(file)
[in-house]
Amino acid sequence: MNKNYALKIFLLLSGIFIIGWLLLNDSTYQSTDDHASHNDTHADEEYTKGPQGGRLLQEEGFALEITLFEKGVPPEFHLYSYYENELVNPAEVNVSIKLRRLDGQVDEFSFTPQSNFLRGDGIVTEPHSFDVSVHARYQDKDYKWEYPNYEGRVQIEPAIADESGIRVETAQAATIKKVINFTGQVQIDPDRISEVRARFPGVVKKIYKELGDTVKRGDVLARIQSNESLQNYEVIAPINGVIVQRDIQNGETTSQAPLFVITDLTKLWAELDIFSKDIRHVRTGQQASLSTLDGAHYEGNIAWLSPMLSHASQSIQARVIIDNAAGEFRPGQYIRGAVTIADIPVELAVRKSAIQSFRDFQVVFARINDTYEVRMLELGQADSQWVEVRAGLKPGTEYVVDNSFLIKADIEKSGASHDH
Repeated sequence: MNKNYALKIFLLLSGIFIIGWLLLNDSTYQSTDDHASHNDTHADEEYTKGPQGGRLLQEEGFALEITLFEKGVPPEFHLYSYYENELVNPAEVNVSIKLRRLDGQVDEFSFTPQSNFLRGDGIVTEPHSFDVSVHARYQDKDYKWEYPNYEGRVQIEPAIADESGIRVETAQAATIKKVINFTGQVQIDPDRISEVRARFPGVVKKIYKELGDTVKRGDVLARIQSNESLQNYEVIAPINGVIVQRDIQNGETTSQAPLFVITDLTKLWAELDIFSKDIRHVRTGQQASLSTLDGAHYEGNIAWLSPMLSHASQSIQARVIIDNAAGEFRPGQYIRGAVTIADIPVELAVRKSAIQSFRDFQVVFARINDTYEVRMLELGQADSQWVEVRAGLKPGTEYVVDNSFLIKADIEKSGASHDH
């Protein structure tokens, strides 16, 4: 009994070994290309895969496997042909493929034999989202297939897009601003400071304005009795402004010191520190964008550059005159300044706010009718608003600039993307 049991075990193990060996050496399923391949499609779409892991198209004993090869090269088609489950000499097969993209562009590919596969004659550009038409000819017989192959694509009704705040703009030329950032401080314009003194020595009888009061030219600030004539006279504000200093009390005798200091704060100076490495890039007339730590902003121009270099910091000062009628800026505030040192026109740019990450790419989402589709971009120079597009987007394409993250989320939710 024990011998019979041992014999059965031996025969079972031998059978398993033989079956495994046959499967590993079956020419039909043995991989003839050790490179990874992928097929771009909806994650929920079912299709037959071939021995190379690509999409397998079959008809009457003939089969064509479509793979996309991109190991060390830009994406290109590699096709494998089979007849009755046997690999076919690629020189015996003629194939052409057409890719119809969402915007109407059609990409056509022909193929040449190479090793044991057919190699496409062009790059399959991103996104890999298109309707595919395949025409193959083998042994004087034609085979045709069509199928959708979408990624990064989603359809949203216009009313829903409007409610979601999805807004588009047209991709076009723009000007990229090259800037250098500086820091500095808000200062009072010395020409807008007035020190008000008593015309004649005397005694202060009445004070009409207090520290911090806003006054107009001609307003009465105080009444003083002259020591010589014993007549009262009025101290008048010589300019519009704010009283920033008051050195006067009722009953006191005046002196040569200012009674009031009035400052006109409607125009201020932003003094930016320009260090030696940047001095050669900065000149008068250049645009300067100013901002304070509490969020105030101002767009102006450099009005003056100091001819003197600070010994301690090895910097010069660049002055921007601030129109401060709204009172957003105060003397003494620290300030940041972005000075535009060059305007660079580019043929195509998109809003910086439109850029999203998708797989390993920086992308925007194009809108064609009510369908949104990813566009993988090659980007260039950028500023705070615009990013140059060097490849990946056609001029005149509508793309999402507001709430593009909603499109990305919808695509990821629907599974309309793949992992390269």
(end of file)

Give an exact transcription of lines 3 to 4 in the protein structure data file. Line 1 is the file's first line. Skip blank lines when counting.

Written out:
Repeated sequence: MNKNYALKIFLLLSGIFIIGWLLLNDSTYQSTDDHASHNDTHADEEYTKGPQGGRLLQEEGFALEITLFEKGVPPEFHLYSYYENELVNPAEVNVSIKLRRLDGQVDEFSFTPQSNFLRGDGIVTEPHSFDVSVHARYQDKDYKWEYPNYEGRVQIEPAIADESGIRVETAQAATIKKVINFTGQVQIDPDRISEVRARFPGVVKKIYKELGDTVKRGDVLARIQSNESLQNYEVIAPINGVIVQRDIQNGETTSQAPLFVITDLTKLWAELDIFSKDIRHVRTGQQASLSTLDGAHYEGNIAWLSPMLSHASQSIQARVIIDNAAGEFRPGQYIRGAVTIADIPVELAVRKSAIQSFRDFQVVFARINDTYEVRMLELGQADSQWVEVRAGLKPGTEYVVDNSFLIKADIEKSGASHDH
């Protein structure tokens, strides 16, 4: 009994070994290309895969496997042909493929034999989202297939897009601003400071304005009795402004010191520190964008550059005159300044706010009718608003600039993307 049991075990193990060996050496399923391949499609779409892991198209004993090869090269088609489950000499097969993209562009590919596969004659550009038409000819017989192959694509009704705040703009030329950032401080314009003194020595009888009061030219600030004539006279504000200093009390005798200091704060100076490495890039007339730590902003121009270099910091000062009628800026505030040192026109740019990450790419989402589709971009120079597009987007394409993250989320939710 024990011998019979041992014999059965031996025969079972031998059978398993033989079956495994046959499967590993079956020419039909043995991989003839050790490179990874992928097929771009909806994650929920079912299709037959071939021995190379690509999409397998079959008809009457003939089969064509479509793979996309991109190991060390830009994406290109590699096709494998089979007849009755046997690999076919690629020189015996003629194939052409057409890719119809969402915007109407059609990409056509022909193929040449190479090793044991057919190699496409062009790059399959991103996104890999298109309707595919395949025409193959083998042994004087034609085979045709069509199928959708979408990624990064989603359809949203216009009313829903409007409610979601999805807004588009047209991709076009723009000007990229090259800037250098500086820091500095808000200062009072010395020409807008007035020190008000008593015309004649005397005694202060009445004070009409207090520290911090806003006054107009001609307003009465105080009444003083002259020591010589014993007549009262009025101290008048010589300019519009704010009283920033008051050195006067009722009953006191005046002196040569200012009674009031009035400052006109409607125009201020932003003094930016320009260090030696940047001095050669900065000149008068250049645009300067100013901002304070509490969020105030101002767009102006450099009005003056100091001819003197600070010994301690090895910097010069660049002055921007601030129109401060709204009172957003105060003397003494620290300030940041972005000075535009060059305007660079580019043929195509998109809003910086439109850029999203998708797989390993920086992308925007194009809108064609009510369908949104990813566009993988090659980007260039950028500023705070615009990013140059060097490849990946056609001029005149509508793309999402507001709430593009909603499109990305919808695509990821629907599974309309793949992992390269």